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  5. "Všude ho neznají."

"Všude ho neznají."

Translation:They do not know him everywhere.

September 20, 2017

7 Comments


https://www.duolingo.com/profile/linnmat

The translation just doesn't make any sense in English...


https://www.duolingo.com/profile/Moxemus

I'm glad I'm not the only one who thought that.


https://www.duolingo.com/profile/BoneheadBass

I am native AmE and mystified by others' mystification. There is absolutely nothing wrong with "They do not know him everywhere," and that sentence is not equivalent to "They do not know him anywhere."

-- "They do not know him EVERYwhere" means they know him in some places but not in all places.
-- "They do not know him ANYwhere" means there are no places at all where they know him.


https://www.duolingo.com/profile/Moxemus

I understand that 'všude' means 'everywhere', but 'anywhere' is used in negative statements such as this one.


https://www.duolingo.com/profile/lee170649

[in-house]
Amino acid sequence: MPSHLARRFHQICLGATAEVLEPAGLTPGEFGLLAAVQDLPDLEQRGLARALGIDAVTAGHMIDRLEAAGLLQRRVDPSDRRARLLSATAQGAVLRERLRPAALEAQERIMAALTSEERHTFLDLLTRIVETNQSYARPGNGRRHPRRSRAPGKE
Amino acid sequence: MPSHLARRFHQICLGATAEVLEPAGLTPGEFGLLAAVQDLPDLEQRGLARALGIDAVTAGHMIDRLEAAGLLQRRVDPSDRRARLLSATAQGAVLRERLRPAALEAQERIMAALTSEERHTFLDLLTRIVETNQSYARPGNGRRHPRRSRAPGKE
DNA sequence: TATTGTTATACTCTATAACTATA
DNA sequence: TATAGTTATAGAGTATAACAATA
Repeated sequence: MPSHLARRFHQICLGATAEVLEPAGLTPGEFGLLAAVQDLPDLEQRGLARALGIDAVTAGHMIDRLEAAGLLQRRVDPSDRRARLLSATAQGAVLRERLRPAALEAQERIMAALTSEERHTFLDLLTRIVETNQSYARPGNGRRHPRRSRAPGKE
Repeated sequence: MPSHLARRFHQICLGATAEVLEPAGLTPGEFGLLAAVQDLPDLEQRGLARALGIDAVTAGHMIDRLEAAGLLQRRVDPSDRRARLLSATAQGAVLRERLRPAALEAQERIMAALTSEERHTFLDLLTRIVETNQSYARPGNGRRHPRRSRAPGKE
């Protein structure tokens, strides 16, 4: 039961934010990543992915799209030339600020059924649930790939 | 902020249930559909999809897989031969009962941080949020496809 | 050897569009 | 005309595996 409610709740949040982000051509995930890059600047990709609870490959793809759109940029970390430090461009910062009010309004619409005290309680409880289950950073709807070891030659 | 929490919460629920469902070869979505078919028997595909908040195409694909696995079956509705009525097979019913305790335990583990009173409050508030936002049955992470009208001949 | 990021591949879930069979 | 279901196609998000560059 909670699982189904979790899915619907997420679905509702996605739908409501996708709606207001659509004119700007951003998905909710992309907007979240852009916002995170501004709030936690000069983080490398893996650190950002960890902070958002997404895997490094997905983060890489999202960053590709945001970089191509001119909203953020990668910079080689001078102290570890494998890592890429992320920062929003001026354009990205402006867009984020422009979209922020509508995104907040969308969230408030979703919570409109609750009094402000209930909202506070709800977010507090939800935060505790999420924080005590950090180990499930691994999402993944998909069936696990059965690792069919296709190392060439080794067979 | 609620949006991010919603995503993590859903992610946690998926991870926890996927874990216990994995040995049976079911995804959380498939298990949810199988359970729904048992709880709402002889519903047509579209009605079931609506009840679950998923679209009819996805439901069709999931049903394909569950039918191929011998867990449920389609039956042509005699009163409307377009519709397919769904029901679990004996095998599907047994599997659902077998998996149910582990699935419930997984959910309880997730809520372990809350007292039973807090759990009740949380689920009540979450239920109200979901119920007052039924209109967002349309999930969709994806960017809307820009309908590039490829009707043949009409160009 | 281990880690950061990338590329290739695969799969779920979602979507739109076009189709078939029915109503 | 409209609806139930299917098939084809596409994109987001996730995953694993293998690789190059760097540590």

I wrote "He isnt known everywhere" and the corrected option that was written was- they dont know IT everywhere. It is wrong right?


https://www.duolingo.com/profile/Moxemus

That's weird. "Ho" can also mean "it", because in Czech objects have genders too, for example, "Vidím hrad. Vidíš ho?" It's still weird if that answer can also be used.


https://www.duolingo.com/profile/svrsheque

actually, ho is the accusative of both on AND ono. ono is the other neuter pronoun available in czech, even if less frequently used than the demonstrative-ish to. there are contexts in which to just does not cut it and a form of ono is necessary.

Toto slovo lze v češtině použít i pro střední rod, ale mnoho lidí ___ používá jen pro rod mužský.

je, jej, and ho work fine here in the order of decreasing formality, while to would cross into the rather uneducated zone. (but then again, look who we just elected to second term.)

you may want to refer to the tips/notes provided with the Pronouns skill:

Several forms (e.g., ho, je/ně, and jej/něj) appear in more than one row of the table. Their meaning depends on context.

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